Cards win one by the book: Obstruction call in ninth gives them Game 3

News-DemocratOctober 27, 2013 

— In one of the strangest finishes to a World Series game, the St. Louis Cardinals emerged victorious Saturday.

Allen Craig was awarded home after obstruction was called on Boston third baseman Will Middlebrooks in the ninth inning. Craig's run gave the Cardinals a 5-4 win in Game 3 of the World Series before a record crowd of 47,432 at Busch Stadium III.

It was the first World Series game decided by an obstruction call.

The Cardinals, who blew a pair of two-run leads, grabbed a 2-1 advantage in the best-of-seven series.

"Baseball is a crazy game, and anything can happen," said Cardinals reliever Trevor Rosenthal, who was credited with the victory with 1 2/3 scoreless innings. "I don't know exactly what the rule is or what the rulebook says about that, but it seemed pretty evident that there might have been some obstruction.

"I'm just happy it worked out in our favor tonight."

With one out, Yadier Molina singled to right-center against losing pitcher Brandon Workman. Koji Uehara relieved to face Craig, a pinch-hitter. Craig jumped on Uehara's first pitch and lined a double into the left-field corner, sending Molina to third.

The Red Sox brought their infield in against Jon Jay, who hit a grounder to the right of second baseman Dustin Pedroia.

Pedroia made a sensational play and threw home to get Molina for the second out. Catcher Jarrod Saltalamacchia then fired wide to third, where Craig was safe as the throw got away.

Middlebrooks and Craig became entangled as Craig broke for the plate. Third-base umpire Jim Joyce signaled obstruction, and when left fielder Daniel Nava fired home, plate umpire Dana DeMuth gestured toward third to reiterate the obstruction call.

"Obstruction is the act of a fielder obstructing a runner when not in the act of fielding a ball," said umpire John Hirschbeck, the crew chief who was working the left-field line. "It does not have to be intent. Once he has the opportunity to field the ball, he can no longer in any way obstruct the runner. That's basically the rule."

Red Sox manager John Farrell was matter-of-fact.

"Tough way to have a game end, particularly of this significance, when Will is trying to dive inside (the baseline) to stop the throw," Farrell said. "I don't know how he gets out of the way when he's lying on the ground. And when Craig trips over him, I guess by the letter of the rule you could say it's obstruction.

"Like I said, it's a tough pill to swallow."

Craig was mobbed by teammates at the plate, but was assisted off the field by trainer Greg Hauck, possibly reinjuring his left foot that has limited him to roles as a designated hitter and pinch-hitter. However, Craig said after the game that he was fine.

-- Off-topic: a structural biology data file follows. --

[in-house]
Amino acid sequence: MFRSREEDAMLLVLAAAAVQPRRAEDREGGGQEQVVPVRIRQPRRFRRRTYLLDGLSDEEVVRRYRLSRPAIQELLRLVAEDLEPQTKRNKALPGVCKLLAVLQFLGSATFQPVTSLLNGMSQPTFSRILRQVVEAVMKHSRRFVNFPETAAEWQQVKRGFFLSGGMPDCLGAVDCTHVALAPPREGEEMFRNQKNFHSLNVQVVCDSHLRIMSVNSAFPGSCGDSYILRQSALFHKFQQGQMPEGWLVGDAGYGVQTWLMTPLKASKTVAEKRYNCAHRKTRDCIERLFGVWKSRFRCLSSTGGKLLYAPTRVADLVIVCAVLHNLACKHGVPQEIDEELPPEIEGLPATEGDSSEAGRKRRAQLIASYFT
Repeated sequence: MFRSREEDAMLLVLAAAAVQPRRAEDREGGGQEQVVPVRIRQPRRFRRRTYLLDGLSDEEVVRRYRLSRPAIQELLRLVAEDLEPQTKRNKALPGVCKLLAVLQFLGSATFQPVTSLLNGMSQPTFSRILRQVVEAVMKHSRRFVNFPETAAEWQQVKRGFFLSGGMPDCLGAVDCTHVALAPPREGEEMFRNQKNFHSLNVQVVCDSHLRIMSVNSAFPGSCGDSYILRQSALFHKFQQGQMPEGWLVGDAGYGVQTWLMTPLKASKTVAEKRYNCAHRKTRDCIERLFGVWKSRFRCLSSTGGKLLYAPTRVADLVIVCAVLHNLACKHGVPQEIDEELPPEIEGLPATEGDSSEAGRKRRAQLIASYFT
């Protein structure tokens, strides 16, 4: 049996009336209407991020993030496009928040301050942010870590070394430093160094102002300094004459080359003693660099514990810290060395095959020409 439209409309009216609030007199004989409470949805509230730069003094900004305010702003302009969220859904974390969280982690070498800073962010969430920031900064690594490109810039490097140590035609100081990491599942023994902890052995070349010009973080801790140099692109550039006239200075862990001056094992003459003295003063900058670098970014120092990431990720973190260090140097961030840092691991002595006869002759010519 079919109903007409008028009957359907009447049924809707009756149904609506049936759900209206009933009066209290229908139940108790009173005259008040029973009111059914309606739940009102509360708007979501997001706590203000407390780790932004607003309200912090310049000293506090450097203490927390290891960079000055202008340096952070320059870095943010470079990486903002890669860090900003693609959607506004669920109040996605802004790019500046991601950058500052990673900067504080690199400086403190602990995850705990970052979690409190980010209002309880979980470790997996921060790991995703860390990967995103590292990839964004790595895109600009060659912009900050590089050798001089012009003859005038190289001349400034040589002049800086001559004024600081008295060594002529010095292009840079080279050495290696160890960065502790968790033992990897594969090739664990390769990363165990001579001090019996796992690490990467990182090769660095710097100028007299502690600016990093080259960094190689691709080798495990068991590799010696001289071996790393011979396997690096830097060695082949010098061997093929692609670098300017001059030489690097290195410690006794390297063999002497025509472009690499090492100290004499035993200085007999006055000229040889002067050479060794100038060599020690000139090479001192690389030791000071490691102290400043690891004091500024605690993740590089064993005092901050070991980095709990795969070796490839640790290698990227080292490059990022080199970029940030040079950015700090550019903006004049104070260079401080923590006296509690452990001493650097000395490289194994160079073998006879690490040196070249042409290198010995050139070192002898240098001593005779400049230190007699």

Nava's infield out drove in a run and Xander Boegarts followed with an RBI single in the eighth as the Red Sox tied the game at 4.

Jacoby Ellsbury singled to center against Carlos Martinez to open the inning, and Martinez then hit Shane Victorino with a pitch.

With the runners moving, Pedroia grounded out to shortstop, and David Ortiz was then walked intentionally to load the bases.

Cardinals manager Mike Matheny went to Rosenthal. Nava hit a one-hopper to the left of second baseman Kolten Wong, who forced Ortiz at second as Ellsbury scored to make it 4-3. Bogaerts then hit a bouncer up the middle that caromed off shortstop Pete Kozma's glove and into center to score Victorino with the tying run.

Matt Holliday shot a double into the left-field corner in the seventh to give the Cardinals a 4-2 lead.

Matt Carpenter singled against reliever Craig Breslow to fuel the inning. Carlos Beltran then was nicked in the sleeve by a pitch. Holliday followed with his double past third, and he advanced to third on a futile relay throw home to try to get Beltran.

Holliday, a precious insurance run, was stranded at third when Matt Adams and Molina struck out and Jay flied out.

Nava's single against Seth Maness drove in Victorino in the sixth to pull the Red Sox into a 2-2 tie.

Victorino walked against Joe Kelly to start the sixth. One out later, Ortiz singled to right against Randy Choate as Victorino took third. Maness relieved Choate and Nava singled to left to score Victorino and make it 2-2.

Pinch-hitter Mike Carp's fielder's choice scored Boegarts in the fifth to bring Boston within 2-1.

Bogaerts led off with a triple to right-center against Kelly, who then walked Saltalamacchia. Stephen Drew struck out, and pitcher Jake Peavy was lifted in favor of Carp.

Carp hit a bouncer over the mound that forced Saltalamacchia at second as Boegarts scored.

Holliday and Molina stroked RBI singles against Peavy to give the Cardinals a 2-0 lead in the first.

Carpenter fueled the uprising when he singled to right and advanced to second on Beltran's sacrifice.

Holliday followed with a liner inside the right-field line that easily scored Carpenter to make it 1-0. After Adams singled, Molina singled to left to score Holliday to make it 2-0.

Peavy worked out of a huge jam in the fourth.

Molina singled to lead off and David Freese walked. Jay singled to center, but Molina held at third after aggressively rounding the bag.

Kozma struck out looking, Kelly popped out to second and Carpenter popped out to short to end the threat.

Peavy allowed two runs on six hits in four innings, with one walk and four strikeouts. Kelly allowed two runs on two hits in 5 1/3 inning, walked three and struck out six.

Contact reporter David Wilhelm at dwilhelm@bnd.com or 239-2665.

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